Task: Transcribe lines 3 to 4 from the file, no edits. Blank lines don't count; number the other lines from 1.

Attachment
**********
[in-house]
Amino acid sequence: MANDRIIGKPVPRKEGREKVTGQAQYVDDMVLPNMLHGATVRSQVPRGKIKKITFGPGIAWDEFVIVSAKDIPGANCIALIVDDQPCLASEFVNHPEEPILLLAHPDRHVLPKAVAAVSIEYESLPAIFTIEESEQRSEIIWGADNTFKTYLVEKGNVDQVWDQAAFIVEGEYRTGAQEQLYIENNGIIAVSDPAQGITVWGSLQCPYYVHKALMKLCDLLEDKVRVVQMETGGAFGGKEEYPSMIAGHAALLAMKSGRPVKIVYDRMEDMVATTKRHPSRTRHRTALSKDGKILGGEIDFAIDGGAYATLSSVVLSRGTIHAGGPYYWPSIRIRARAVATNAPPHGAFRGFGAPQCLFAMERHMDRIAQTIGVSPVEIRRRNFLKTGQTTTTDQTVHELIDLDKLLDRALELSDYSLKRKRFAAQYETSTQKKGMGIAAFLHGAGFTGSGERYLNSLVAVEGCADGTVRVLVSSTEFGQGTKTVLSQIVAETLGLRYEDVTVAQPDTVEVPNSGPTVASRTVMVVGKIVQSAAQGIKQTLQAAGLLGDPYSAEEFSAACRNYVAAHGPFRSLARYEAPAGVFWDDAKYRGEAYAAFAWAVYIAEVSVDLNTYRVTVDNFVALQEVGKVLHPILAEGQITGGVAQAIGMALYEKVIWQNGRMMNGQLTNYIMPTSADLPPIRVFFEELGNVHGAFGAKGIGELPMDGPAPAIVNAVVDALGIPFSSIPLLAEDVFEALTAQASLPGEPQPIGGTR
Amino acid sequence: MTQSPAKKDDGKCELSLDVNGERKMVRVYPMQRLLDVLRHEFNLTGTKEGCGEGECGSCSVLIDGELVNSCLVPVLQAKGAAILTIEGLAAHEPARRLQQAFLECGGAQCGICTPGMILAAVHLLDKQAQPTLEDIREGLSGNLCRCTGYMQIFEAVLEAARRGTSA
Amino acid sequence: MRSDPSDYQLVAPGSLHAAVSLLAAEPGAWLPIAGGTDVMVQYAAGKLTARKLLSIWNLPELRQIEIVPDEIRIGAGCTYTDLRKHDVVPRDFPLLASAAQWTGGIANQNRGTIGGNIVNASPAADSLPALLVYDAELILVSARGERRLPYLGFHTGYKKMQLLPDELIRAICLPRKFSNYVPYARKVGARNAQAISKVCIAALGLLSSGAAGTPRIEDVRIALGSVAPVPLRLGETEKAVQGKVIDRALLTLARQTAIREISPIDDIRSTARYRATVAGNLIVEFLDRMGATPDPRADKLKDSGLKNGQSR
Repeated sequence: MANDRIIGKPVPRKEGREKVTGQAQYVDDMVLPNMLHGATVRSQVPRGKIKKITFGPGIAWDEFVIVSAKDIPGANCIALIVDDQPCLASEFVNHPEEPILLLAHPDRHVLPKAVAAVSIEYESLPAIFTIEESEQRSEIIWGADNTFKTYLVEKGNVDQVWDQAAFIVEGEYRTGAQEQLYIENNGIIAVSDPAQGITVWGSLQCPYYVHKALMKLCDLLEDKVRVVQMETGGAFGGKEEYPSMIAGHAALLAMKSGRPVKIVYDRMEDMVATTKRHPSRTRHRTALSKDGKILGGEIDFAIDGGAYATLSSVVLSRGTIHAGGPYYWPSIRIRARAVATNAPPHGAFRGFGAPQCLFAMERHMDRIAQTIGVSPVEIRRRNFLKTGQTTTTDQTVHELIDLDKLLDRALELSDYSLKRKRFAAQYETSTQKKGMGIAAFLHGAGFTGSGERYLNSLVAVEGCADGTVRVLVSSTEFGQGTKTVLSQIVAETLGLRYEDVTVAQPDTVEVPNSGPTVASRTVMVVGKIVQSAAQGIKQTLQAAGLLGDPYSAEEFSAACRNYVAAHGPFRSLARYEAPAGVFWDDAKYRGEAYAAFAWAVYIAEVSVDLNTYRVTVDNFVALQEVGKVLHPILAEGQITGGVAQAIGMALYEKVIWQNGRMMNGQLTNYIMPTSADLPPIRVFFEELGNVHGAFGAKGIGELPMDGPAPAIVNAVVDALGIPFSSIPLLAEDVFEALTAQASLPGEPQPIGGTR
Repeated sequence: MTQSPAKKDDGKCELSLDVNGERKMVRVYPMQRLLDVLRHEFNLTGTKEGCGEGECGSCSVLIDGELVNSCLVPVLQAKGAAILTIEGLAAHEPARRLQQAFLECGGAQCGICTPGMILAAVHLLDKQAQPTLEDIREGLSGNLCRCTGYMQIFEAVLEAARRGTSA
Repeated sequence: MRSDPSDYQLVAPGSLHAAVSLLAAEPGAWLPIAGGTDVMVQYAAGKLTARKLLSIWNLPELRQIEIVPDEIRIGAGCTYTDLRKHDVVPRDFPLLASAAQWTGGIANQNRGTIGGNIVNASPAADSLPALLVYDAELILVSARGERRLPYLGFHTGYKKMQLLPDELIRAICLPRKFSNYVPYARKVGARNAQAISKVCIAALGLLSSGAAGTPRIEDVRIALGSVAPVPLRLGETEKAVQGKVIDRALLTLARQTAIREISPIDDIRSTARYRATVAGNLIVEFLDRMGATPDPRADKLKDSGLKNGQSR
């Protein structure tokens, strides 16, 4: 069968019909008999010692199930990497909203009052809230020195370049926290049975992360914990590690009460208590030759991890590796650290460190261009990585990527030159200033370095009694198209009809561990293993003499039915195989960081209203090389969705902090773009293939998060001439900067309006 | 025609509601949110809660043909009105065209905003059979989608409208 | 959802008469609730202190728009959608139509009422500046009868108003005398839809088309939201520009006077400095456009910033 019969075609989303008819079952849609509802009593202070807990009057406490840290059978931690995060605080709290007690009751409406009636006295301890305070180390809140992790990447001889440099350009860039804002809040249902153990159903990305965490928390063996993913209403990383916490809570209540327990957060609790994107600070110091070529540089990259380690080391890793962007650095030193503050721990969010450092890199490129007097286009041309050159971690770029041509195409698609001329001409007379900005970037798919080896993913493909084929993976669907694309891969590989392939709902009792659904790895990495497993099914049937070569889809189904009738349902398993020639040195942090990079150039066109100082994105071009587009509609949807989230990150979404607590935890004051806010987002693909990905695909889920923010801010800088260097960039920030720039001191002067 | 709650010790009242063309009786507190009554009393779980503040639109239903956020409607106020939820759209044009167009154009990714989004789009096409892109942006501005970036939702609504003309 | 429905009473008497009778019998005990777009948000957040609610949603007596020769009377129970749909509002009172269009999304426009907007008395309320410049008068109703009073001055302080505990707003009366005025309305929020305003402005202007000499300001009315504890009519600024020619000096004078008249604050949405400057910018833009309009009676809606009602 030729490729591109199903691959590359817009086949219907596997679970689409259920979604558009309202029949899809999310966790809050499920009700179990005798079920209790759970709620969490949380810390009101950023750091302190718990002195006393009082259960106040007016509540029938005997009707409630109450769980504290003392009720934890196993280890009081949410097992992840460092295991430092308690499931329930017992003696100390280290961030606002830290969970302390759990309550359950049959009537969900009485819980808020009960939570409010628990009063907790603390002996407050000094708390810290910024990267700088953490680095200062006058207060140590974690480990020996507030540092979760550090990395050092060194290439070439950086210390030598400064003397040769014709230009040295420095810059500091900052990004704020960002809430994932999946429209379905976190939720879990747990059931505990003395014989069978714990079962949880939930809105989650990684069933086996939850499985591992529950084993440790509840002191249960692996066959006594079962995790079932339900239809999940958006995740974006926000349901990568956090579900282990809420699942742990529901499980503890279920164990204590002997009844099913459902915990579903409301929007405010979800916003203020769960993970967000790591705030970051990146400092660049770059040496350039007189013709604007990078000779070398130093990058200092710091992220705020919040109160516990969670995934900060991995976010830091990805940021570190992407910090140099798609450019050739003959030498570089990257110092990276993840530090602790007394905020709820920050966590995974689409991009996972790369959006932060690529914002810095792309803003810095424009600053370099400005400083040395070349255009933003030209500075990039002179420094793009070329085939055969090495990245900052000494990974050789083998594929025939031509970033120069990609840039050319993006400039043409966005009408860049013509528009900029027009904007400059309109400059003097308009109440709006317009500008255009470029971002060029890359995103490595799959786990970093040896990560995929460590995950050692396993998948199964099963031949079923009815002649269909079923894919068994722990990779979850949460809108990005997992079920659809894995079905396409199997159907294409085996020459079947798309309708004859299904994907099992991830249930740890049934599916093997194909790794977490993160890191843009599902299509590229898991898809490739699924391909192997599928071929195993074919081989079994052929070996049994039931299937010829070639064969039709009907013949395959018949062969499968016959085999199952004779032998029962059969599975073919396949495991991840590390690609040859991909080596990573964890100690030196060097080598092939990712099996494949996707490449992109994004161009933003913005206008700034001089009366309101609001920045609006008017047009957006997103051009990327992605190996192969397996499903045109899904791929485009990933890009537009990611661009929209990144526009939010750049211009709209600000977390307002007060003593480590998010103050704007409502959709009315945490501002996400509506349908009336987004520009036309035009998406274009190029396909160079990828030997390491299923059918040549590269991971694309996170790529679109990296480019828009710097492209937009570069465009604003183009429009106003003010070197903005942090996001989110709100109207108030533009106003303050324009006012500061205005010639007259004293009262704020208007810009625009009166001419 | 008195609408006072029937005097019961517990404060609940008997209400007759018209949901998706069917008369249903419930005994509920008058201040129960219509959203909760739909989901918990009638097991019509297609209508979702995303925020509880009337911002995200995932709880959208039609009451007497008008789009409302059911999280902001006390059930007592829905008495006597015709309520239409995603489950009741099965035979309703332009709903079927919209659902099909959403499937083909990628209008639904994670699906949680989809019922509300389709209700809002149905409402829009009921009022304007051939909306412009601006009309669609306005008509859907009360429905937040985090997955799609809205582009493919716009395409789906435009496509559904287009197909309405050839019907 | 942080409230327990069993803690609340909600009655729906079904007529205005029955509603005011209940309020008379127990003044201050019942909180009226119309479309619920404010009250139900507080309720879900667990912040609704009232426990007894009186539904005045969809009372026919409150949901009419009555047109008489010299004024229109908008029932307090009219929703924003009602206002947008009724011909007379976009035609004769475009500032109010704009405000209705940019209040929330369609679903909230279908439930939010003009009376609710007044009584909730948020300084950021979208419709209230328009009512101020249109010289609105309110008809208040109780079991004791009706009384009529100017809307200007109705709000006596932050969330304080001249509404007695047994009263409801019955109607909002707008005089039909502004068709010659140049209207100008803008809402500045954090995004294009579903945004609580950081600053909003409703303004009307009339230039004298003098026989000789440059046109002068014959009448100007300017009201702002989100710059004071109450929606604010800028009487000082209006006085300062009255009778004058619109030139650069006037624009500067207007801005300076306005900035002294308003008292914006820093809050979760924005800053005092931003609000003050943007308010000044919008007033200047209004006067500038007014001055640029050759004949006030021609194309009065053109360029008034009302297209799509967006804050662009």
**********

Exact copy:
Amino acid sequence: MTQSPAKKDDGKCELSLDVNGERKMVRVYPMQRLLDVLRHEFNLTGTKEGCGEGECGSCSVLIDGELVNSCLVPVLQAKGAAILTIEGLAAHEPARRLQQAFLECGGAQCGICTPGMILAAVHLLDKQAQPTLEDIREGLSGNLCRCTGYMQIFEAVLEAARRGTSA
Amino acid sequence: MRSDPSDYQLVAPGSLHAAVSLLAAEPGAWLPIAGGTDVMVQYAAGKLTARKLLSIWNLPELRQIEIVPDEIRIGAGCTYTDLRKHDVVPRDFPLLASAAQWTGGIANQNRGTIGGNIVNASPAADSLPALLVYDAELILVSARGERRLPYLGFHTGYKKMQLLPDELIRAICLPRKFSNYVPYARKVGARNAQAISKVCIAALGLLSSGAAGTPRIEDVRIALGSVAPVPLRLGETEKAVQGKVIDRALLTLARQTAIREISPIDDIRSTARYRATVAGNLIVEFLDRMGATPDPRADKLKDSGLKNGQSR